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Adviser group wants ‘clarity’ from life insurers on UCT regime

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Advice group Synchron has called on life insurers to provide “clarity” over how in-force policies will be handled when unfair contract terms (UCT) laws apply to insurance contracts from April 5.

Director Don Trapnell says advisers want to know what insurers are planning to do about policies that lapse, change ownership, change premium structure, or need corrections.

“Our understanding is that lapsed policies, policies that change ownership, for example from inside to outside super and the other way round, a change from level to stepped premiums and even simple typo corrections to a policy, will mean the policy has to be rewritten, which under the new regime means a new contract,” he said.

Mr Trapnell told insuranceNEWS.com.au he has spoken to two life insurers and was given a “we’re not sure” response. He says he will reach out to other life insurers to see what their plans are for the incoming UCT regime.

“At this stage, what we have not got from the life insurance industry is how it is going to be treating the unfair contracts act and how it applies to existing life insurance policies,” Mr Trapnell told insuranceNEWS.com.au.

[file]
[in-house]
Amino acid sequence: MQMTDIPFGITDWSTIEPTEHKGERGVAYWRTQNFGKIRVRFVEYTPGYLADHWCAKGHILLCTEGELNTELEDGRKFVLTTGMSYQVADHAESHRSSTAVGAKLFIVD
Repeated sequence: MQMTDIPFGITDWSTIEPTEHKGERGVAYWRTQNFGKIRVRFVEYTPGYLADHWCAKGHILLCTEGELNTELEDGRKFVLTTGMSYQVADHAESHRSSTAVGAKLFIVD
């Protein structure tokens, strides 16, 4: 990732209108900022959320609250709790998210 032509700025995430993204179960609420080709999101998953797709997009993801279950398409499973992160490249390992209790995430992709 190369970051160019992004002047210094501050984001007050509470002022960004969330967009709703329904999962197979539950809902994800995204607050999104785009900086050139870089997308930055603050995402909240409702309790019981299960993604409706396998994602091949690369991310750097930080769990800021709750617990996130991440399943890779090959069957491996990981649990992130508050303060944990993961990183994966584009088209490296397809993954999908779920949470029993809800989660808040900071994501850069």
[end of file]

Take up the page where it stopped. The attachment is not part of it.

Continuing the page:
“We don’t have clarity from the life insurers. No one is talking about it. I don’t understand why.”

insuranceNEWS.com.au has asked the Financial Services Council for a response to the matter raised by Synchron.

Mr Trapnell says he fears the way life insurers respond may compound Australia’s underinsurance problem.

“One of the big worries here is if we have tougher reinstatement, or additional underwriting, more policies will lapse, leaving more people without the protection they need,” he said.

“That’s a very poor outcome for Australia and for Australians.”

He says the flow-on effect of tougher reinstatement is there would likely be a massive spike in lapse data, which would obviously increase Life Insurance Framework lapse rates.

“In the best interests of policyholders and to assist the advisers who work with them, we believe life insurers must now publicly share how they intend to deal with this issue.”